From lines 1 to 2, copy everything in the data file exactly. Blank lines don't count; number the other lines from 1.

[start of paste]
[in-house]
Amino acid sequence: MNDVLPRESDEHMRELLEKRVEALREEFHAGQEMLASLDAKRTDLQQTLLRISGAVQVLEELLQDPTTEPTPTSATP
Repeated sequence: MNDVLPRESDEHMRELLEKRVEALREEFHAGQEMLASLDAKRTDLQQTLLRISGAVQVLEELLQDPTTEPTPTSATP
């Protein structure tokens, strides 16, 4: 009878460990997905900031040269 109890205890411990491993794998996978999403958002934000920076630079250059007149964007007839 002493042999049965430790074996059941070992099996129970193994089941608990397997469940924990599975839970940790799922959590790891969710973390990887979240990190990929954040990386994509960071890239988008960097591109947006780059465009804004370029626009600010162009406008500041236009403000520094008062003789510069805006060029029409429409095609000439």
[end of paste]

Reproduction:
[in-house]
Amino acid sequence: MNDVLPRESDEHMRELLEKRVEALREEFHAGQEMLASLDAKRTDLQQTLLRISGAVQVLEELLQDPTTEPTPTSATP